In New England, mudrooms are a necessity, especially this time of year. These hardy rooms, often with slate, stone or tile flooring, are a gateway between the indoors and out, a space where a little grit, salt and sand is OK and we can shed our snow-soaked coats, shoes or boots (any signs of the elements, really) without dirtying our main home.
Kenneth Vona Construction
Mudrooms have also taken on a secondary purpose, and become the antidote for the entryway “drop zone” that most of us know all too well, when backpacks, umbrellas, workout gear, keys and leashes are dropped like bad habits the moment we enter the door.
Savvy mudroom designs not only help keep our homes clean, they also tame the clutter, reining in the madness of our daily comings and goings in functional and attractive ways.
Soderholm Custom Builders
A central island can be key in a mudroom. In Soderholm Custom Builders’ entryway above, homeowners benefit from plenty of counter space as well as drawers, cabinets and baskets that can serve as catchalls. Placing the laundry room beside the mudroom, accessed by a sliding barn door, is a stroke of genius. Dirty uniforms and wet garments need not pass go and can be taken in straightaway to be laundered.
Construction by F.H. Perry Builder; architecture by LDa Architecture & Interiors; photo by Peter Vanderwarker
For a North End home constructed by F.H. Perry Builder, a center island was the hub of a contemporary mudroom. Topped in concrete, the island contains refrigerated drawers, storage for craft supplies, and a foldout table extension for art projects. Additional amenities, many concealed, include a pullout shoe drawer, built-in cabinets for skis, a shoe drain, plenty of hooks and a stainless steel sink for gardening projects.
Woodwork by Fallon Fine Cabinetry; built by Fallon Custom Homes & Renovations; photography by Michael J. Lee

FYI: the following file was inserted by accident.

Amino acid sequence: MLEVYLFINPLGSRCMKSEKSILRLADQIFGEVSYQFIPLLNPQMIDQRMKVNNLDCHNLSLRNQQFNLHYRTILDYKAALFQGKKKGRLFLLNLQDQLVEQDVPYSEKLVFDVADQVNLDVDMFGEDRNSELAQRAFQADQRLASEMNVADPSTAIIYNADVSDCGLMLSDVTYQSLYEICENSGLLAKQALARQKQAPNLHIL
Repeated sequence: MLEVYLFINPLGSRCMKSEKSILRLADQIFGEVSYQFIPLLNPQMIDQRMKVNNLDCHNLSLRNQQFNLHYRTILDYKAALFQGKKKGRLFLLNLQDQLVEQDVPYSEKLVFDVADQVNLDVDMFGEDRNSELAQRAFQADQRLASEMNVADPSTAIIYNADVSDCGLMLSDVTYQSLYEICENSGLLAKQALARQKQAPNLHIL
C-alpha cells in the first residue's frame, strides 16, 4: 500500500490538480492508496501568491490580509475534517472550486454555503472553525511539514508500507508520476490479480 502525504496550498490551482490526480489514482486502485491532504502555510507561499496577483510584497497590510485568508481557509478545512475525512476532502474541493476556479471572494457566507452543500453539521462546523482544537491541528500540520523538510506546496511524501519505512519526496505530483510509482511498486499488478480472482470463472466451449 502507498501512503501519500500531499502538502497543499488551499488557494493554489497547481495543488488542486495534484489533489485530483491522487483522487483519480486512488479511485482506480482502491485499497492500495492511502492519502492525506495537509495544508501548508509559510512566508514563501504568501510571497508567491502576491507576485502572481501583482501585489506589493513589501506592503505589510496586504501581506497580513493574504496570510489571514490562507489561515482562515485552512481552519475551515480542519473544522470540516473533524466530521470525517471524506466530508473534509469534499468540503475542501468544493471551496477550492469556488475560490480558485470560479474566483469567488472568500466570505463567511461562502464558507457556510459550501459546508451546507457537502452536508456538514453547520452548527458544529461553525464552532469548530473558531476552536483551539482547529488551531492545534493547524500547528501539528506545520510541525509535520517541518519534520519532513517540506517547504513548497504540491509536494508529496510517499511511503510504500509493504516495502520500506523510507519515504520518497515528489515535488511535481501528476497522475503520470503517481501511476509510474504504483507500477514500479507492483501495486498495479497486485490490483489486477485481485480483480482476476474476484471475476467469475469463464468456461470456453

Custom cabinetry is also a mudroom mainstay. Fallon Custom Homes & Renovations put its onsite millwork shop to work to create charming entryway pieces with plenty of storage. The main piece features bench seating—a mudroom essential—locker storage, shelving, drawers below and cabinets above, while a secondary cabinet, outfitted with a sink, serves as a station for gardening, hand-washing and pet needs.
Architecture by LDa Architecture & Interiors; photo by Greg Premru Photography
A mudroom by LDa Architecture & Interiors uses an upscale built-in locker setup in its entryway. Here, each resident gets their own space to hang their hat (or scarf, coat or bag…) and a closed cubby overhead. Shoes can be neatly parked under the built-in bench, and there is also a drain to rid the space of water.
Patrick Ahearn Architect
Beach homes also benefit from mudrooms, though we’ll grant you, these spaces tend to contain a different type of chaos: sandy feet, fresh-cut grass and day-at-the-beach essentials. The above entryway, by Patrick Ahearn, FAIA, with its creamy built-ins and brick floor, is fetching, functional and designed to handle a crowd. It contains plenty of seating and cubbies to house towels, sunscreen and flip-flops, as well as cabinets that can stow larger items, like beach umbrellas, coolers and water bottles.
Restoration Resources photos by Liam McInerney
Main image: Riverstone Custom Builders